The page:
What Makes A Good Doctor?

Dean Tom Marrie is interested in hearing what kinds of qualities people value most in their family physician or specialist. What do you appreciate about your doctor? What do you think physicians of the future will need that might not be taught at med school today?

23 thoughts on “Recommended Reading for December 3

  1. Wow… I didn’t expect our experiences that week to get linked. I wasn’t the one that wrote it, I acknowledge this, but I hope our experiences can help people here as well as on RP’s blog. Even if only in the sense that “you’re not alone”.

    Thank you, it means a lot.

  2. From “The Wrong Message”:

    I contacted the school’s psychology teacher once and tried to get Disability Simulation Day stopped. It was a lost cause. She liked having Disability Simulation Day featured in the local newspaper, and saw no need for me or my husband — or anyone from our local independent living center — to come to her classroom to talk with the students.

    what. A psychology teacher. You’d think that’d be one of the few people who might realize how demeaning these sorts of things are. Wonder if she’d understand it any better if it were put in terms of mental health simulations? Probably not, given how much mental health is also misunderstood.

    And a huge yes on people not understanding that PWD learn to work around disabilities rather than viewing them as insurmountable obstacles. In fact, that also ties into the “why don’t you want a cure?” issue. If I were cured, I’d have to relearn how to do so many basic tasks– not to mention that, because of the sensory aspects of my disability, the very world around me would suddenly become something that I’d have trouble making sense of with ‘normal’ perception.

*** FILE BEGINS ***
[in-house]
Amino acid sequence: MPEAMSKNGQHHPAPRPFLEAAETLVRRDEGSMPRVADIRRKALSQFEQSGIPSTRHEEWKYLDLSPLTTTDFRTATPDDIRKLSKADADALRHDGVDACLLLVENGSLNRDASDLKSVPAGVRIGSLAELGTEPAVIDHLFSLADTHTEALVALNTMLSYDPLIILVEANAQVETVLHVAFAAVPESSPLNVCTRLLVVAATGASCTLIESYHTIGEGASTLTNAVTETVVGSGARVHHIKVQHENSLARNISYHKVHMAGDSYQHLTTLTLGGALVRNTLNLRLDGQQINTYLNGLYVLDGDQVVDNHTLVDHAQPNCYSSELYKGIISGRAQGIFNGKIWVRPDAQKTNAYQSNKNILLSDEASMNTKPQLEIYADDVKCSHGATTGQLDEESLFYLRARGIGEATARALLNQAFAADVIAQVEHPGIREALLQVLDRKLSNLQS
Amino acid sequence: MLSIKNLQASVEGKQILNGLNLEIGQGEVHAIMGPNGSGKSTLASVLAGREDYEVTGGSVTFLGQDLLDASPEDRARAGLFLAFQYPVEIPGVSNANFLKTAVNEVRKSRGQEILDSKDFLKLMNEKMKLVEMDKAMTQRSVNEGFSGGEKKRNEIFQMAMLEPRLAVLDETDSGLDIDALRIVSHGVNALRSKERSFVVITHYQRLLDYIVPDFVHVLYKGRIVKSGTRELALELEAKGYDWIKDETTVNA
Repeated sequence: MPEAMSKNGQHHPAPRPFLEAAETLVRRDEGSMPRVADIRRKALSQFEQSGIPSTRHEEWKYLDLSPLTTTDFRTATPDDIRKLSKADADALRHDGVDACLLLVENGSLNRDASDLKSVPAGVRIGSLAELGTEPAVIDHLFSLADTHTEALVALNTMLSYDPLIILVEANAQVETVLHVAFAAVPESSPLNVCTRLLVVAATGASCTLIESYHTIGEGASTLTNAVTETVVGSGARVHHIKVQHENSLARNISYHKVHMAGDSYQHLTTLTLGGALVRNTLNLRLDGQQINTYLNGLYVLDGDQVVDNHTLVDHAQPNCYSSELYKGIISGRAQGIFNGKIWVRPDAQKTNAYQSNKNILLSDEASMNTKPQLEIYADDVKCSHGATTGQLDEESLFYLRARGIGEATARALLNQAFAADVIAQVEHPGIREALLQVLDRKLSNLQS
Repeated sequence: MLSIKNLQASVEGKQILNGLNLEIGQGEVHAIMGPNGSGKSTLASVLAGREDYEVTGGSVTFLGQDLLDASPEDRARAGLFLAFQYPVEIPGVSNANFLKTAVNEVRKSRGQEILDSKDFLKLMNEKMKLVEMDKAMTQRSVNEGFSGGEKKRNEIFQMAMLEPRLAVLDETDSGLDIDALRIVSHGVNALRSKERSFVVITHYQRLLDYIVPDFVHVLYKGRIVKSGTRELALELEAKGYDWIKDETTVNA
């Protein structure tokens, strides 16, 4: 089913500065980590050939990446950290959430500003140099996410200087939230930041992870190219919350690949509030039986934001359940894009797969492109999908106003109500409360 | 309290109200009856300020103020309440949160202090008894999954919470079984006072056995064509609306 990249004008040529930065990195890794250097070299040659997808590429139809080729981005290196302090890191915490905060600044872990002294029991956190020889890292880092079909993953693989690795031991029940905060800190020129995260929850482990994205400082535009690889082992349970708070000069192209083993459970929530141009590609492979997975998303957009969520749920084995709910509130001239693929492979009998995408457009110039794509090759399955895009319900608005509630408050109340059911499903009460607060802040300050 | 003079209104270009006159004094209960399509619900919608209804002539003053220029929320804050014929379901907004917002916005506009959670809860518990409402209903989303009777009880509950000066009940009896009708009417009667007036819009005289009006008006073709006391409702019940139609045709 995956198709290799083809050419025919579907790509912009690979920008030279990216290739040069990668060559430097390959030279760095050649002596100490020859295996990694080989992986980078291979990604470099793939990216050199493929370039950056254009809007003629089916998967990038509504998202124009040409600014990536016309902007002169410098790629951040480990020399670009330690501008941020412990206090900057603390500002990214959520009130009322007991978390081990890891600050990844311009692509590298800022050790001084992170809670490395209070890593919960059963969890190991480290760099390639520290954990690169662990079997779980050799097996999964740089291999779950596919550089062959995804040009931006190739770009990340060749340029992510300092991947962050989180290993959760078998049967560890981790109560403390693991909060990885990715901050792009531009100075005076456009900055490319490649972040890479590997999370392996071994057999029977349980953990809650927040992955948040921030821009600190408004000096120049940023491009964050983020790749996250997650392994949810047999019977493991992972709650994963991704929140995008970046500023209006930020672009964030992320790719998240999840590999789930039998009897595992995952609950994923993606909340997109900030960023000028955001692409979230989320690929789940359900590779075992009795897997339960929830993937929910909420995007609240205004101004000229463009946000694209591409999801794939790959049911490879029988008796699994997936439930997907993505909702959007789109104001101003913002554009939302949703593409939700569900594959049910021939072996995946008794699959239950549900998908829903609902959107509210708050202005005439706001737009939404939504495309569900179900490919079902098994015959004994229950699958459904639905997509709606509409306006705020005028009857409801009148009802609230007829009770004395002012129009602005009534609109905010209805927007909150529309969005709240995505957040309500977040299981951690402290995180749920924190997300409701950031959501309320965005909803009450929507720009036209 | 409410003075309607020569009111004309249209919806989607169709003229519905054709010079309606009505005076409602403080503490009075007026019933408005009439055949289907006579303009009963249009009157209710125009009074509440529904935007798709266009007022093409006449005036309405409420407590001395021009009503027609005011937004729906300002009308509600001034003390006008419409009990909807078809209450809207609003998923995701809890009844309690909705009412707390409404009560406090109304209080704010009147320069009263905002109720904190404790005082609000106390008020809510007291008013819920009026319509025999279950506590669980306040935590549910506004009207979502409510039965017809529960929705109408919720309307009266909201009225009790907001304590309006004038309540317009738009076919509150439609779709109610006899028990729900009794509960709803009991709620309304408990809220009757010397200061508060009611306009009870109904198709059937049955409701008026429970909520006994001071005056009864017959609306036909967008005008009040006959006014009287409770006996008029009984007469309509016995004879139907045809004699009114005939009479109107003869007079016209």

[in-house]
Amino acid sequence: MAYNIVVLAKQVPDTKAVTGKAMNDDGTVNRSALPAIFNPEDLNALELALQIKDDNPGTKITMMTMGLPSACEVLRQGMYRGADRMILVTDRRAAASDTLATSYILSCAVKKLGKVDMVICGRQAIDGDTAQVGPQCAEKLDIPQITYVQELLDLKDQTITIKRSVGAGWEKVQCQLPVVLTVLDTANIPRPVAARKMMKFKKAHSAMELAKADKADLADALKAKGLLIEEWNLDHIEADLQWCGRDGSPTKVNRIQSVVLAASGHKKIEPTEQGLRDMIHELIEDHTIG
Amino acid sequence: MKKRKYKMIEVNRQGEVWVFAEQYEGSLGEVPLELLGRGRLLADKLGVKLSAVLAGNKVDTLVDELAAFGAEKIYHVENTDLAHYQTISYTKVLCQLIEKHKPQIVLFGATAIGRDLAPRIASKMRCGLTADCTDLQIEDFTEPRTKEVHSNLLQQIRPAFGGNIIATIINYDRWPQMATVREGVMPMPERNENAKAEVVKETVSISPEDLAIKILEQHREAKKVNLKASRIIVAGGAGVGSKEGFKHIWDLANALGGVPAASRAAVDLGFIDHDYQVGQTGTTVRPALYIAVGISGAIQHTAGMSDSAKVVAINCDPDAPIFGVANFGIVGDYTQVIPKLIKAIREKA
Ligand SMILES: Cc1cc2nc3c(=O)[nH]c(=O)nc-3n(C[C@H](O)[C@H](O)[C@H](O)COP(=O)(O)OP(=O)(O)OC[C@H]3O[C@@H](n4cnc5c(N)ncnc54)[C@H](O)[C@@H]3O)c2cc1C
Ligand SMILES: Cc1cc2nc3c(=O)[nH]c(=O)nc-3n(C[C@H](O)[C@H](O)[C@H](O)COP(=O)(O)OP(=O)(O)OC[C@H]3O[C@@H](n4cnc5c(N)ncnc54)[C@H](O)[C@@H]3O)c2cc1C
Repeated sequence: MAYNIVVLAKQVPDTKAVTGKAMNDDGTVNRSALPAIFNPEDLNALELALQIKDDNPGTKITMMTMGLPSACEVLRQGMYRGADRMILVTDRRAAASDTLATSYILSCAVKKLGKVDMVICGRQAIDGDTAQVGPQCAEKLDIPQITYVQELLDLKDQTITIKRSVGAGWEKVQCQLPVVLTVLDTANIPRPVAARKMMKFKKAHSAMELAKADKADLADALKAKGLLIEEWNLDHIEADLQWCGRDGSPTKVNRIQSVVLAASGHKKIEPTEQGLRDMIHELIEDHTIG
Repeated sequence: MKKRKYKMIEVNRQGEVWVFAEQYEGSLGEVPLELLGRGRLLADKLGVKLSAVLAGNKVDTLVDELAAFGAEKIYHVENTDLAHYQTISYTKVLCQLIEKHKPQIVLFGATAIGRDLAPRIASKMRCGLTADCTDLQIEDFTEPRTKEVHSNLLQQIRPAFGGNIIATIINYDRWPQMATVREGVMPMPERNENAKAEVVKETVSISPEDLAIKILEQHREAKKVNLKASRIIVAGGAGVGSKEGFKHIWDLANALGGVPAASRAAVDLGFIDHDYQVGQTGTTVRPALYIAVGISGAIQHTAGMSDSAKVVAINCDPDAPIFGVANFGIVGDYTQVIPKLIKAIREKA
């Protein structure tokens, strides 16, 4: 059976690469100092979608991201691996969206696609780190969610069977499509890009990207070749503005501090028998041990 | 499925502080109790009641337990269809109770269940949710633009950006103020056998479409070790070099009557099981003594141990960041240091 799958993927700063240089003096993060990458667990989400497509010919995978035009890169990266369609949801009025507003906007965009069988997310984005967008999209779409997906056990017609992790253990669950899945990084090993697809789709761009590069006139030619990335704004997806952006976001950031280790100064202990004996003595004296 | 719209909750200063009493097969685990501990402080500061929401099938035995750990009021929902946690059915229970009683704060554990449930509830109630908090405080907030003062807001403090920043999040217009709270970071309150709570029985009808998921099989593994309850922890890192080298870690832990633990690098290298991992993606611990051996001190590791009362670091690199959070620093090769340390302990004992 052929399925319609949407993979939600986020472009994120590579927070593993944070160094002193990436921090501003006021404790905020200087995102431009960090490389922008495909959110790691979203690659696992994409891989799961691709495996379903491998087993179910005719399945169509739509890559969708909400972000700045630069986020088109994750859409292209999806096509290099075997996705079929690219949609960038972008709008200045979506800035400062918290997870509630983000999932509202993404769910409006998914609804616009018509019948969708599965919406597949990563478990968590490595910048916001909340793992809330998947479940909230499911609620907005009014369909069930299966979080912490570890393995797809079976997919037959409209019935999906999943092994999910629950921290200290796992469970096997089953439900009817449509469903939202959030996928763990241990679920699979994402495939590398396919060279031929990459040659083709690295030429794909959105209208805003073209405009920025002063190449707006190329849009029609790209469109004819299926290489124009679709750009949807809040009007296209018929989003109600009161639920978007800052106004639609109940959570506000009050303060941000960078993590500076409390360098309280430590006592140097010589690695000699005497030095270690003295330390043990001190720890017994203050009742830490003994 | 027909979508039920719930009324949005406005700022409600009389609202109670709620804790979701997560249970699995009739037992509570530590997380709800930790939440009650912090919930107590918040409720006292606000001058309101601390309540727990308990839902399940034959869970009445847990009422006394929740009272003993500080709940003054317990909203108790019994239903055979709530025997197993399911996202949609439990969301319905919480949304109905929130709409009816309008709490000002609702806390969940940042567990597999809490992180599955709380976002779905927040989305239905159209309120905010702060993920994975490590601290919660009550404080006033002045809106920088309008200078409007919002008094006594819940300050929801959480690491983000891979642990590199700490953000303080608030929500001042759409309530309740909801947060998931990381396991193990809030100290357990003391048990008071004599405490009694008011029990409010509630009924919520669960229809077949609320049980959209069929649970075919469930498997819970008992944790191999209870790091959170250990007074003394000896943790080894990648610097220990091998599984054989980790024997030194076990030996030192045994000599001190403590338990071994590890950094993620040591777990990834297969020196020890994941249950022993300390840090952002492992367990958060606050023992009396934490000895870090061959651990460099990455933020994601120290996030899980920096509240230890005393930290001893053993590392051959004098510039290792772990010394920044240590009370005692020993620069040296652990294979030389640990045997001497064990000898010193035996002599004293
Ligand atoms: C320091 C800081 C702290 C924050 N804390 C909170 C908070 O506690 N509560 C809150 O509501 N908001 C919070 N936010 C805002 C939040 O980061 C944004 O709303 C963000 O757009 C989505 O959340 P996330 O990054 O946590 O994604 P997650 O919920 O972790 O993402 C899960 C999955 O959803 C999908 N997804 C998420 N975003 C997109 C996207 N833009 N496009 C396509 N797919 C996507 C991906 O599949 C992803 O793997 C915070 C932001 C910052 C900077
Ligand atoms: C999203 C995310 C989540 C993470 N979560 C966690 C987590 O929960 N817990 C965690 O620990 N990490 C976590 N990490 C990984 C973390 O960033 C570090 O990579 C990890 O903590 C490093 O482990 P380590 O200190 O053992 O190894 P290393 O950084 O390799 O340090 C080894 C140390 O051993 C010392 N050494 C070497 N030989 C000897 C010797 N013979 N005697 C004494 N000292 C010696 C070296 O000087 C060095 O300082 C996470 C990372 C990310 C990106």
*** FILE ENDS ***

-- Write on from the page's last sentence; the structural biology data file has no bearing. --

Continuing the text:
3. When I was in undergrad, a visually-impaired friend with a strong activist bent founded a disability-rights group, mainly populated by students who identified as having a disability. I’m pretty sure we did have an activity like the simulation for the rest of campus to participate in, and I don’t recall that it ever occurred to us that we were sending the wrong message or were being counter-productive. If there is internalized homophobia, maybe we had a degree of internalized ableism?

    (I remember I was disappointed in the ADD-simulation. That person’s brain worked a lot like mine; what was the big deal? I sure missed the clue-stick there!)

  4. My school has a walk a mile in her shoes day, illustrated by a “hilarious” drawing of hairy legs in heels. Basically, college guys walk around in heels.

    tg – I think it was a nice start, and if the people with the spoons/time to start the group next year/semester (oops, “when I was an undergrad” = “when dinosaurs roamed the earth” :P)… anyways, as long as they move away from that to less insulting activities.